The Lake District

The Lake District Jan 2010

The Lake District Jan 2010

The Lake District

For those who have never visited ‘The Lake District’ of England, and no matter where you live in the world I will in this article try to give you my insight into the beauty and splendour which makes the Lake District so popular with visitors from around the world, with a liberal sprinkling of facts.

The Lake District National Park is the largest of England’s National Parks and includes Scafell Pike, which is the highest mountain in England, with Wastwater being the deepest lake, whilst Windermere is England’s largest lake. The Lake District is also known as The Lakes or Lakeland and is situated in the North West of England. The Lakes are a popular holiday destination, for short breaks, outdoor activity holidays and walking holidays.

The Lake District is famous for its lakes, mountains and fells, and its association with the 19th century poetry and writings of William Wordsworth, Beatrix Potter and the Lake Poets.

The Lake District Winter 08

The Lake District Winter 08

The Lake District was designated as a National Park in 1951, whilst also being the largest of thirteen National Parks in England and Wales, and the second largest in the UK after the Cairngorms of Scotland.

All the land in England higher than three thousand feet above sea level lies within the Lake District National Park, including such peaks as Scarfell Pike (3,209), Scarfell (3,163) and Helvellyn (3,117).

The Lake District is one of the most highly populated National Parks. Its total area being 885 square miles, and is considered one of the most scenic regions and England’s premier destination for hiking, climbing, outdoor activities and walking.

The Lake District

The northern gate way to the Lake District is Penrith, with Bowness on Windermere at the middle.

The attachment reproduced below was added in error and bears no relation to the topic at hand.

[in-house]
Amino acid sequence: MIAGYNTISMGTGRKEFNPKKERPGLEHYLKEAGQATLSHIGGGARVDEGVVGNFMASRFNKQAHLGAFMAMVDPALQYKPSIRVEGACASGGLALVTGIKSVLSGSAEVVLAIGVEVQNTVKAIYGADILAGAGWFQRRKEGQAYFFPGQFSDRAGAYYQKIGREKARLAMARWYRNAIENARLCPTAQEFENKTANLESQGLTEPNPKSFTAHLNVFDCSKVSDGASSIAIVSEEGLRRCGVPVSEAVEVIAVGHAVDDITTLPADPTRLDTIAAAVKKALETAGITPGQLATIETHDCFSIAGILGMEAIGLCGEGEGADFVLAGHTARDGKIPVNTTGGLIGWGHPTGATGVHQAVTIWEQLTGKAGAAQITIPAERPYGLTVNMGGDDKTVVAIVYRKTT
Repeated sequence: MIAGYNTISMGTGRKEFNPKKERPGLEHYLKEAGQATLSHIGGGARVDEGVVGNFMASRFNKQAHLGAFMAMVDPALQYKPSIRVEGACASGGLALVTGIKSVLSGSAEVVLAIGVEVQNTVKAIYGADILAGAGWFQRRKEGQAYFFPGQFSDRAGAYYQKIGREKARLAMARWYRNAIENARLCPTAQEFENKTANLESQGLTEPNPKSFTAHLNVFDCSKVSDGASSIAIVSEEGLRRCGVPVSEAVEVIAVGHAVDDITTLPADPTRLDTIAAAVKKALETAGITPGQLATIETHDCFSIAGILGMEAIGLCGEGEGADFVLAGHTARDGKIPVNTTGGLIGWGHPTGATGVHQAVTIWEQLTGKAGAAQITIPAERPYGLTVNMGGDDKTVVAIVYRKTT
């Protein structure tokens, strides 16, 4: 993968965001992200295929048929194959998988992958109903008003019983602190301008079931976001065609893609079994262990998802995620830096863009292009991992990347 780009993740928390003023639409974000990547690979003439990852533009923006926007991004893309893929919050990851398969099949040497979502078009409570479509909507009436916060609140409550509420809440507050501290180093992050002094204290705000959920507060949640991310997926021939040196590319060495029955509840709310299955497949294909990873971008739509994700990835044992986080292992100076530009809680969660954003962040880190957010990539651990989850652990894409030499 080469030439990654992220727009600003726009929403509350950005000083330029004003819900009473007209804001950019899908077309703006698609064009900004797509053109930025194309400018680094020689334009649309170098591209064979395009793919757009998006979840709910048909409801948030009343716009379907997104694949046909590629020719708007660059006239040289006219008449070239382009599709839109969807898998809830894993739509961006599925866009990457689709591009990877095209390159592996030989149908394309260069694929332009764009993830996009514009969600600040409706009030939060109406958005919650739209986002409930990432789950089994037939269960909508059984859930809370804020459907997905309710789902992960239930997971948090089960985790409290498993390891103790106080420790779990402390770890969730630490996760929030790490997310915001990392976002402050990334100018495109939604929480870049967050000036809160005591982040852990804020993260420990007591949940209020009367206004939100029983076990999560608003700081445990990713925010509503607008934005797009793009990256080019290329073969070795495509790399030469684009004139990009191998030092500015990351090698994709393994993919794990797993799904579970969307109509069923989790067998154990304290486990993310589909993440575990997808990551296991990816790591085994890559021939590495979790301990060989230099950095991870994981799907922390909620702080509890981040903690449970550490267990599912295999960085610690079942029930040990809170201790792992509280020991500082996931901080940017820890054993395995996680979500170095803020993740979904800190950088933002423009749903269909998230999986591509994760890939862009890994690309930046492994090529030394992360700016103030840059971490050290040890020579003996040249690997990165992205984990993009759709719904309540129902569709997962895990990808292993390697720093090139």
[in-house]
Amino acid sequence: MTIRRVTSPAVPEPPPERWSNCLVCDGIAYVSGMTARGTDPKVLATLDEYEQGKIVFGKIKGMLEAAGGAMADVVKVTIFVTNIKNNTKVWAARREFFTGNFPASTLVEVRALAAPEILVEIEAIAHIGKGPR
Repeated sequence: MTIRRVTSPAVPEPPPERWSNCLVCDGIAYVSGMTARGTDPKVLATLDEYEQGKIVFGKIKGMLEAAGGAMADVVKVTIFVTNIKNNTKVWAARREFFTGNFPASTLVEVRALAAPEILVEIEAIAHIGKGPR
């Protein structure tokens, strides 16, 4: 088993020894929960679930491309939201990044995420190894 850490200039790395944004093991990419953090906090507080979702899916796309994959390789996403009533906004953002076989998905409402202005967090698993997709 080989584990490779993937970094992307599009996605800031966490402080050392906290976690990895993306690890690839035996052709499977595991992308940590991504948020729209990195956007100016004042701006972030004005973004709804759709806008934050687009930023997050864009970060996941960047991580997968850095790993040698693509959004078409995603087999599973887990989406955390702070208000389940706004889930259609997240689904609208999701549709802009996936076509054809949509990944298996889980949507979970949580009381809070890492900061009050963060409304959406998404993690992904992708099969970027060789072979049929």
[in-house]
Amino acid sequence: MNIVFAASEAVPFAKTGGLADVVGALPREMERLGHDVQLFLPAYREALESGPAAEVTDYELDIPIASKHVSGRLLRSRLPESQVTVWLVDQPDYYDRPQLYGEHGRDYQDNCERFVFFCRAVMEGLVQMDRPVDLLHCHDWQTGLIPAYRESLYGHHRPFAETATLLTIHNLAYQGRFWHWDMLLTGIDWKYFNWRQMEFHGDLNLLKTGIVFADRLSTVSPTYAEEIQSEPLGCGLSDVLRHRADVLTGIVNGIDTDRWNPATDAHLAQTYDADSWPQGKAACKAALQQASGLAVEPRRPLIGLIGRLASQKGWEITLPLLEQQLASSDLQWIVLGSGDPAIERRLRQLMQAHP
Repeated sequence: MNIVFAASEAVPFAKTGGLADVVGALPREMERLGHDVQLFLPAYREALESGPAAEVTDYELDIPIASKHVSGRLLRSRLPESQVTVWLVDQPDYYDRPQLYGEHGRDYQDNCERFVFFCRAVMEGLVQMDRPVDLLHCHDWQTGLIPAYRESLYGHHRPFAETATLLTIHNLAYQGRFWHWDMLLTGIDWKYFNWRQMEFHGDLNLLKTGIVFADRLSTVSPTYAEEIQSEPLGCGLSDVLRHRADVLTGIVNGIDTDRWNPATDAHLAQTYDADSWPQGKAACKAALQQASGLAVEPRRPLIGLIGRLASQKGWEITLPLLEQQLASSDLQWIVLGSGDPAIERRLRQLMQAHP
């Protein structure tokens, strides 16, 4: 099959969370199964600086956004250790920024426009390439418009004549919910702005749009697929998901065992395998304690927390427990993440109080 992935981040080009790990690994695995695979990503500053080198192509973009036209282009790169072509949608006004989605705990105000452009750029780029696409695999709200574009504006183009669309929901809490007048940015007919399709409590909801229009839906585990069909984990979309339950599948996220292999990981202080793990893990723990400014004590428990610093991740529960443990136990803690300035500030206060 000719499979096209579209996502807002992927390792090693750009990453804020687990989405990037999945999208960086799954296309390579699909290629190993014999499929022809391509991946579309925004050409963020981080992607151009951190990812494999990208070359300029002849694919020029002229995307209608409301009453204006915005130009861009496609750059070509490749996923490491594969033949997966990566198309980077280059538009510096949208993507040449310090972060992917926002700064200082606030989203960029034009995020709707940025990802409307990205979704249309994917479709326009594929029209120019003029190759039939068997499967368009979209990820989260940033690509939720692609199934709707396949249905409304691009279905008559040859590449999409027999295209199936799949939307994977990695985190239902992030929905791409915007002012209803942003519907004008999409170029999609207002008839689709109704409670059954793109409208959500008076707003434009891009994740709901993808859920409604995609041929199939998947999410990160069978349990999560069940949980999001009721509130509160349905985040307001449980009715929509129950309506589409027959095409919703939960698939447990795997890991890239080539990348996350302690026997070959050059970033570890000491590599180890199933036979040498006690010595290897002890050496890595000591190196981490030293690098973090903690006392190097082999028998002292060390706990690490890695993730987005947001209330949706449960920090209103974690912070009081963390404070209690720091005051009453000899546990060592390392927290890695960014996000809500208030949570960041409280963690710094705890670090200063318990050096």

The Lake District Mountains and hills are known locally as Fells. The Lakeland Fells are England’s only true mountain range and though not high by world standards they nevertheless offer a huge number and array of challenging and rewarding hill walks. All can be walked without ropes and the like, and due to the long tradition of recreational walking in the Lakes there is a great network of paths and routes you may embark upon. Additionally worth a mention is the free access to virtually all areas above the “intake wall” (ie the last wall as you climb out of the valley).

According to the most respected authority (guidebook author Alfred Wainright) there are 214 fells, which will suitably test all levels of walker, most of which offer a number of routes, plus many opportunities to ridge walk between the fells.

The Lake District April

The Lake District April

The highest fell as previously stated is Scarfell Pike, although this tag of “highest” designation leads to a lot of traffic, and visitors who want to experience a high Lake District fell may want to choose another. Some of the slightly smaller fells can be a lot more rewarding to walk, whilst offering better views such as, Great Gable and Helvellyn being popular choices. Less well known hills include Grisedale Pike, Bowfell and one of my favourites being Blencathra (sharp edge).

Getting around the Lake District is easy with and served by multiple bus routes, with many being operated by Stagecoach.

Budget travellers can book a day tour to get to see the best of the Lake District in a day, with Mountain Goat being one of the popular tour operators in the area. There is some great value Lake District Hostels throughout the area providing simple no frills accommodation.

The Lake District

The National Trust is one of the largest land owners within the Lake District protecting a quarter of the National Park and approximately 90,000 acres, whilst offering some unique National Trust cottages for holiday lets.  If you are looking for holiday accommodation there is a large selection of self-catering idyllic country cottages available for your holiday although book in advance as the popular one’s go quickly.